by Chris Bodenner
A reader writes:
Expanding on the reader's point comparing US and EU medal counts – because of the way that qualifying for events is limited by country, the EU was able to send over 3800 athletes to the Olympics. This means the EU averaged about 0.07 medals per athlete. The USA was allowed to send 543 athletes, which means they averaged 0.19 medals per athlete, or almost three times as many as the EU. There is no way to say that US would have beaten out the EU if they had been able to send seven times as many atheletes as they actually did, but given that there is an element of chance to all sporting events, just the presence of more athletes from one country will increase the overall medal count for that country. (As an aside, the host country sent more athletes than the US – 558 from Great Britain).
I cannot believe you haven’t considered medal count in relation to the population of the competing countries. (Being from Denmark, I take great pride in that type of comparison.) You can see from this link that the picture changes radically.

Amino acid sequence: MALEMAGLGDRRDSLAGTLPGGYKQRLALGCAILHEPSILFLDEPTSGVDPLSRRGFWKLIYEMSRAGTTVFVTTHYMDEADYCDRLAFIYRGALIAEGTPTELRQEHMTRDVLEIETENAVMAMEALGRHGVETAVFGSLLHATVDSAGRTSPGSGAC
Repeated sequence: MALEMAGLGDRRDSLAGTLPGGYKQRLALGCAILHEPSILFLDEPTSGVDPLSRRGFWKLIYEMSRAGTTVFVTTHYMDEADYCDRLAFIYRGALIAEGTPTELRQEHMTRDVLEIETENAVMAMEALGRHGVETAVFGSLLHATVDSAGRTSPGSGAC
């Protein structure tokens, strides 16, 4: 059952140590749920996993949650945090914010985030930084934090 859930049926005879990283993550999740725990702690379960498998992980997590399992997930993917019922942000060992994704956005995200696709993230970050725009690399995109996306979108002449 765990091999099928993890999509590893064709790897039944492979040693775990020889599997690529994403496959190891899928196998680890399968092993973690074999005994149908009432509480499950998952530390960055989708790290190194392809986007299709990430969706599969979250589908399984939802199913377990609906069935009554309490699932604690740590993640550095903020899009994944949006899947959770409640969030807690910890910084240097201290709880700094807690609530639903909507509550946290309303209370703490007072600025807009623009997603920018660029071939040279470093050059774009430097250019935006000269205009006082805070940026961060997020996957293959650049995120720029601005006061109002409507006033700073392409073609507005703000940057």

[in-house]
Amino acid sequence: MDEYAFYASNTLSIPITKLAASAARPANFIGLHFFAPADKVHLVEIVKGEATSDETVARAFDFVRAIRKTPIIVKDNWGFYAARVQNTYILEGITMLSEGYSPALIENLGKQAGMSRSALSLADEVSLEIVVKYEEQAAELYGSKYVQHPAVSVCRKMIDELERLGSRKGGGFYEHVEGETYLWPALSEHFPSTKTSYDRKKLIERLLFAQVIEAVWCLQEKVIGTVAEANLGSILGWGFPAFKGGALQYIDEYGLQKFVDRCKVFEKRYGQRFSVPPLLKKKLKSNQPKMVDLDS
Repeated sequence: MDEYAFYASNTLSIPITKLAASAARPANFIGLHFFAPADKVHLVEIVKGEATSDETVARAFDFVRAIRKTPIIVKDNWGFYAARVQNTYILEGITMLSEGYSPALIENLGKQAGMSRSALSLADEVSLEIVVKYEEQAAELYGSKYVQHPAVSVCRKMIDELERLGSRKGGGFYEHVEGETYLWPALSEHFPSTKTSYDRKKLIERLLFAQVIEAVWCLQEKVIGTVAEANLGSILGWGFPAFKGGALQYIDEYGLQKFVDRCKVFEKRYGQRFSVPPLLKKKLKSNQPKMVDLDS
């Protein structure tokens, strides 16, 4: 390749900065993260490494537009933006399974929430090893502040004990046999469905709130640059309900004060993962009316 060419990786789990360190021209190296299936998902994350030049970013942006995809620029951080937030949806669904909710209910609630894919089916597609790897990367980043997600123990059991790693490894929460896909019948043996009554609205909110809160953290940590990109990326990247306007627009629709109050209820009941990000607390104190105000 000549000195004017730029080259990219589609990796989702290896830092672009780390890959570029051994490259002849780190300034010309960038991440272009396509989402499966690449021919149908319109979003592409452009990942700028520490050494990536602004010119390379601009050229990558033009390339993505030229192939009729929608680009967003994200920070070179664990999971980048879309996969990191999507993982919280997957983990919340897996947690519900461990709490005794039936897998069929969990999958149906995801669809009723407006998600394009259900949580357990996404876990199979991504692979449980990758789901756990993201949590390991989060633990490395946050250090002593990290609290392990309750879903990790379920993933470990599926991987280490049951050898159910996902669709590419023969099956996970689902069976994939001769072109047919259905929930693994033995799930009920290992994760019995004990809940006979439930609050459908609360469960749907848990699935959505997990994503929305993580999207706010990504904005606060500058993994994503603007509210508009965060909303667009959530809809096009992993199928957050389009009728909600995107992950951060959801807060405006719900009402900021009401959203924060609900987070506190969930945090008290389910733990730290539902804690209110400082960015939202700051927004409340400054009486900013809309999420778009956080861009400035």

The US is 28th by that standard. Another reader:
It should be noted that the only really fair measure (fair being defined by the parameters on which nations actually compete) would be some kind of weighted medals per unit of GDP per capita. Fortunately, it turns out someone's done that medal tally. You can argue over the weighting scheme (how about market prices of each metal? You'd need to find a right balance for bronze…), but nothing else would really capture the right balance of objectivity and insight.
The US is 7th by that standard. Another:
If the University of Florida were a country, its athletes would have ranked 11th in the world medal count.
Update from a reader:
To the reader who cited the success of UF-affiliated athletes, I have to offer a counter from the West (Best) Coast. USC-affiliated athletes brought in 25 medals, while up in the north, Cal brought in 17 medals and Stanford another 16. California as a state brought in around half of the medals the US earned.